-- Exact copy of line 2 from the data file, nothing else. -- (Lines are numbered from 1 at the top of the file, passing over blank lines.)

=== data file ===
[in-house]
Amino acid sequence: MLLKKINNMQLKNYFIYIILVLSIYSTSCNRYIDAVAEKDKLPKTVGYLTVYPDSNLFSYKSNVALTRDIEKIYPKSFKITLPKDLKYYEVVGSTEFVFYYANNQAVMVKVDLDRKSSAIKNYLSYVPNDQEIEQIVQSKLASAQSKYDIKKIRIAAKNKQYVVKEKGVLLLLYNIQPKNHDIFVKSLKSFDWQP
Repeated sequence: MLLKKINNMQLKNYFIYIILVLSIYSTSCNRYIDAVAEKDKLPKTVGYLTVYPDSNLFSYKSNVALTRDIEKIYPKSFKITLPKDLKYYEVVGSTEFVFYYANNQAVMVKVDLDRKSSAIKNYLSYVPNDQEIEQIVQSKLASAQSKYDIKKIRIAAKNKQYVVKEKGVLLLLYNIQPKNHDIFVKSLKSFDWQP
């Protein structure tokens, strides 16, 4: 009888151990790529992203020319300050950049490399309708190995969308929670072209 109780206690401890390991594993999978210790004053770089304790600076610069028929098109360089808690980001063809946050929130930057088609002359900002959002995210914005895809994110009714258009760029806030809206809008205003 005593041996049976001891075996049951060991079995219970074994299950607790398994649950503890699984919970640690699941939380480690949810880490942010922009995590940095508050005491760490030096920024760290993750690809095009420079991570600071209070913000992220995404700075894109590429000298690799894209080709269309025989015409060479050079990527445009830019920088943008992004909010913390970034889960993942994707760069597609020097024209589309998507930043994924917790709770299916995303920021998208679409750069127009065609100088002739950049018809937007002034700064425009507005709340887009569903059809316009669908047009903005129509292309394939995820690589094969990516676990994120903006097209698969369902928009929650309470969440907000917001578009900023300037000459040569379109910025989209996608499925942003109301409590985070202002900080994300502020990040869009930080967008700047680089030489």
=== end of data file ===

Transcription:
Amino acid sequence: MLLKKINNMQLKNYFIYIILVLSIYSTSCNRYIDAVAEKDKLPKTVGYLTVYPDSNLFSYKSNVALTRDIEKIYPKSFKITLPKDLKYYEVVGSTEFVFYYANNQAVMVKVDLDRKSSAIKNYLSYVPNDQEIEQIVQSKLASAQSKYDIKKIRIAAKNKQYVVKEKGVLLLLYNIQPKNHDIFVKSLKSFDWQP